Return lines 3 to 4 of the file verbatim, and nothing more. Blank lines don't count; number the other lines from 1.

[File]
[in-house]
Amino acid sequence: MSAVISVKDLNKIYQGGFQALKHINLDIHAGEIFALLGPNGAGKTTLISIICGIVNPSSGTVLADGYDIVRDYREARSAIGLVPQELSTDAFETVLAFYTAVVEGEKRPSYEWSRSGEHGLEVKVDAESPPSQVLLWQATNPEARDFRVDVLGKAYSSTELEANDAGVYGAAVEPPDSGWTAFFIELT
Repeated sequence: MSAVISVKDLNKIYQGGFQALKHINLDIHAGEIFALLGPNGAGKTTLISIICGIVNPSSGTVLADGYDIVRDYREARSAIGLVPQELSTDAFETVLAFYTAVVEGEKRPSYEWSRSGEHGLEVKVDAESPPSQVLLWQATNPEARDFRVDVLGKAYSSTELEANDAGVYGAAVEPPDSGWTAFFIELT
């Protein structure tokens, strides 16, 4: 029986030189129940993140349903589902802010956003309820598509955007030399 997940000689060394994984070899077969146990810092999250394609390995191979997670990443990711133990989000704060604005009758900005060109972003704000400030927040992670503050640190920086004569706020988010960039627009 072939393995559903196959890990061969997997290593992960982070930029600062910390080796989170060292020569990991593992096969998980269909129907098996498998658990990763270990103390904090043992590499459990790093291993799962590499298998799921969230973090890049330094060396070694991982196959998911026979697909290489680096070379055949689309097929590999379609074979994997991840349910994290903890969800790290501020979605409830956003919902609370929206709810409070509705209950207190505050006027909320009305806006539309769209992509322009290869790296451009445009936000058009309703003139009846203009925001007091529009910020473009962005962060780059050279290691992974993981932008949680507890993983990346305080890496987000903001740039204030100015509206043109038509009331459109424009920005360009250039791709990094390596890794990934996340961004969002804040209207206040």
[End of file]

Repeated sequence: MSAVISVKDLNKIYQGGFQALKHINLDIHAGEIFALLGPNGAGKTTLISIICGIVNPSSGTVLADGYDIVRDYREARSAIGLVPQELSTDAFETVLAFYTAVVEGEKRPSYEWSRSGEHGLEVKVDAESPPSQVLLWQATNPEARDFRVDVLGKAYSSTELEANDAGVYGAAVEPPDSGWTAFFIELT
């Protein structure tokens, strides 16, 4: 029986030189129940993140349903589902802010956003309820598509955007030399 997940000689060394994984070899077969146990810092999250394609390995191979997670990443990711133990989000704060604005009758900005060109972003704000400030927040992670503050640190920086004569706020988010960039627009 072939393995559903196959890990061969997997290593992960982070930029600062910390080796989170060292020569990991593992096969998980269909129907098996498998658990990763270990103390904090043992590499459990790093291993799962590499298998799921969230973090890049330094060396070694991982196959998911026979697909290489680096070379055949689309097929590999379609074979994997991840349910994290903890969800790290501020979605409830956003919902609370929206709810409070509705209950207190505050006027909320009305806006539309769209992509322009290869790296451009445009936000058009309703003139009846203009925001007091529009910020473009962005962060780059050279290691992974993981932008949680507890993983990346305080890496987000903001740039204030100015509206043109038509009331459109424009920005360009250039791709990094390596890794990934996340961004969002804040209207206040």